It’s important to be in sync with the Proxibid technology to showcase your photos, hone your lot descriptions, and highlight your consignments for top bids on the leading portal! In the latest installment, Proxiblog laments bad auctioneer lot descriptions and praises the best in recent auctions. (Be sure to click pictures to expand and view lot descriptions below.)
Booyah Weaver Auction! for noting certificate of authenticity and box container on US Mint Products. You can deduct 25% or more without both from the current value. If you bid on the coin, plan to submit it to PCGS or NGC to regain your investment … and then some. That’s what we do.
Boo! to this auction house not only for hyping the grade of the coin but also calling it a proof, when it has a mint mark “S” and when all proofs then were made in Philadelphia.
Boo again! to the same house for calling a mint state cent a proof and for hyping the grade this time to MS70. (If you’re calling something a proof, you might as well go for it with the right designation, PF70.)
Another Boo! to this house for allowing a bottom-tier slab to label a 1954 Quarter Dollar MS70. CoinFacts shows no coins in the ms68 category, let alone MS70.
Booyah SilverTowne Auctions! for correctly identifying both damage, rarity and BG number for authentic California gold. See CoinFacts insert on survival rate: 200.
Booyah Rolling M Auctions! for describing ex-jewelry on this gold lot.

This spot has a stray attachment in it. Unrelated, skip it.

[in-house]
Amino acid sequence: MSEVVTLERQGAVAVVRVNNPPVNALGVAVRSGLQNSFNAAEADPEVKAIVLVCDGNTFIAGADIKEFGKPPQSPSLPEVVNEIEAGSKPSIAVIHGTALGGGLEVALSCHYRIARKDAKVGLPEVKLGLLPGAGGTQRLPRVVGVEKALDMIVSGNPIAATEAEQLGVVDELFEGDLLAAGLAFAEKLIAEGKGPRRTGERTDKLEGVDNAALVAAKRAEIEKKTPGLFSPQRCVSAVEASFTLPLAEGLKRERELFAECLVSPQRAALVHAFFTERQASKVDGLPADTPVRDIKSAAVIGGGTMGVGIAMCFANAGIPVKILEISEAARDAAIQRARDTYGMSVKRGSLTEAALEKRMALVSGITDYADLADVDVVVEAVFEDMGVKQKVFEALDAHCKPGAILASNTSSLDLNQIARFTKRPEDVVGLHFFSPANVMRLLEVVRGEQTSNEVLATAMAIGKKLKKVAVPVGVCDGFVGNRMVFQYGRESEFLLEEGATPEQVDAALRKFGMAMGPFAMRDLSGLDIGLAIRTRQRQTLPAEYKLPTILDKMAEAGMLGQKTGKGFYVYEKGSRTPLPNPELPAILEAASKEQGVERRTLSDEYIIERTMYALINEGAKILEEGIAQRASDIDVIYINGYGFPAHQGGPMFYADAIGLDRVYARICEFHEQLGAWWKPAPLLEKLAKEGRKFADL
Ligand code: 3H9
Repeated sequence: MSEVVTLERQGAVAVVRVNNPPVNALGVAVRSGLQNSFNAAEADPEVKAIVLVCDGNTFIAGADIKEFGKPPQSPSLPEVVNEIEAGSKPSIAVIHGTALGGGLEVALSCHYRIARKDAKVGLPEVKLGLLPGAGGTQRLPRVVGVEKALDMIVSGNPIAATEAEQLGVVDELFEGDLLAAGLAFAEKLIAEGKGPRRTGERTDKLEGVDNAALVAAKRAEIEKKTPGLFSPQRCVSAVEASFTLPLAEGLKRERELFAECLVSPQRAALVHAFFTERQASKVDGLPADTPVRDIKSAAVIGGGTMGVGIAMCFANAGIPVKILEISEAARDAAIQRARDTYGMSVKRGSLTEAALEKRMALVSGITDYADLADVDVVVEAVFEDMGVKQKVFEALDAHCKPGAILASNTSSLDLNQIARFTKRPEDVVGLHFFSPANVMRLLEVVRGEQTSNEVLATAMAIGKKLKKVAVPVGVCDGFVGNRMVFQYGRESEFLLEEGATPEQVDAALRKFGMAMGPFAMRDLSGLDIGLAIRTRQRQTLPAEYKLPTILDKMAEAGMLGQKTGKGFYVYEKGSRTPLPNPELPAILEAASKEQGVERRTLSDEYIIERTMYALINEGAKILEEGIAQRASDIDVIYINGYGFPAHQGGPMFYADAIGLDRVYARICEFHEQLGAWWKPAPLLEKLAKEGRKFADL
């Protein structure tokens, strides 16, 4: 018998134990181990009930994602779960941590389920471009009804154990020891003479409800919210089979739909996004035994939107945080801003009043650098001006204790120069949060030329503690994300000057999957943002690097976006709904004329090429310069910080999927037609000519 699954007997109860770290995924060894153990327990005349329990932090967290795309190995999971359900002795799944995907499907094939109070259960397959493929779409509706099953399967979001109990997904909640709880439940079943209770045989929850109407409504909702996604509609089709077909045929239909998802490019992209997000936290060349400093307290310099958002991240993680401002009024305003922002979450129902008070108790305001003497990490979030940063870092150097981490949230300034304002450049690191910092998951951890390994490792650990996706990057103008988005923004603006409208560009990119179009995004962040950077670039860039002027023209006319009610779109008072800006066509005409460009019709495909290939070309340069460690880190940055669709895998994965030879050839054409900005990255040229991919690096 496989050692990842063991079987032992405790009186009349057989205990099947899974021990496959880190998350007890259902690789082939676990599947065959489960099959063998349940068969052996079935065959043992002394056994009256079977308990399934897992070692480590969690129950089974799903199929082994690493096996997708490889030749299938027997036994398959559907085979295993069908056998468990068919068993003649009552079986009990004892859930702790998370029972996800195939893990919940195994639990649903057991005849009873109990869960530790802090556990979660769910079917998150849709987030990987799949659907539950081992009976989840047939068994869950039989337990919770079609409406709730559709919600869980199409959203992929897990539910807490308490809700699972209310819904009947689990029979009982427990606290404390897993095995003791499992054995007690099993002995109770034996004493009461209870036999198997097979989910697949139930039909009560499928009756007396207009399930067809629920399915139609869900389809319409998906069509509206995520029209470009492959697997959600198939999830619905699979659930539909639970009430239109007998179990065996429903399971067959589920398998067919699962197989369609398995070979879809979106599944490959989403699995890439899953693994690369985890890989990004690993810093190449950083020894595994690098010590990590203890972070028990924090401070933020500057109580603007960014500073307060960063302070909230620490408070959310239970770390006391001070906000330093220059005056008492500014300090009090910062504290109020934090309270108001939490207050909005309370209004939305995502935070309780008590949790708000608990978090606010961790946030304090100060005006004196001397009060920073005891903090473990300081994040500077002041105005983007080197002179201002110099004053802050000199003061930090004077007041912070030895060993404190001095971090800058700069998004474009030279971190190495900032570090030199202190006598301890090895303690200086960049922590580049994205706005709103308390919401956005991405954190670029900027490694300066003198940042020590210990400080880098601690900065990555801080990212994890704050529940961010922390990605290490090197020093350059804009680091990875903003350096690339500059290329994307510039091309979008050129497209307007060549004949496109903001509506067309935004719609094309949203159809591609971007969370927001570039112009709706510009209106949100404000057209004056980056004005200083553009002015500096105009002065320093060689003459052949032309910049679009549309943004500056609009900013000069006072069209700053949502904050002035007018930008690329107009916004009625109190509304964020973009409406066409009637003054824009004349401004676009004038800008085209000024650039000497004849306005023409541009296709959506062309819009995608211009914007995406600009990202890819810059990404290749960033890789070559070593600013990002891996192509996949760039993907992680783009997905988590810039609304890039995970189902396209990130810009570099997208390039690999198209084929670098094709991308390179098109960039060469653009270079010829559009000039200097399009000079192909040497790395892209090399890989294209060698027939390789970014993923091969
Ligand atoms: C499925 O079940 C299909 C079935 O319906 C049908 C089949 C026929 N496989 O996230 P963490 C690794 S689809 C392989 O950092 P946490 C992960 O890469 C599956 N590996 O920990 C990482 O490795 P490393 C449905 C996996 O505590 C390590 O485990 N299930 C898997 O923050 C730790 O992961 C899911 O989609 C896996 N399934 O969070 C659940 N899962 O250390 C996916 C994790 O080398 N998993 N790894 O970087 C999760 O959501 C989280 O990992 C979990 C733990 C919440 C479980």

Boo! to this house for mis-identifying the year and the grade. It’s an 1886 (O or P). Why? Because the house only provides an obverse photo. Three strikes and you’re out: Boo! Boo! Boo!
Booyah Munda Auction! for providing the mintage on a scarce coin. Wish more houses would do that!
Booyah Jewelry Exchange! for noting a pin scratch on this lot, which too often is difficult to see in online photography.
Booyah Gary Ryther Auction! for making sure in the lot description and photo that everyone knows these are reproductions.
Viewers can point us to other candidates for our “Boos & Booyahs!” series. Just leave a comment but follow our rules–all in good fun as a way to inspire accurate lot descriptions on Proxibid. Tomorrow we will showcase the best lot descriptions. Stay tuned!
Proxiblog is an independent entity with no connection to the auction portal Proxibid. Our intent is to uphold basic numismatic standards as established by the American Numismatic Association and the National Auctioneer Association and to ensure a pleasurable bidding experience not only on Proxibid but also on similar portals such as iCollector and AuctionZip.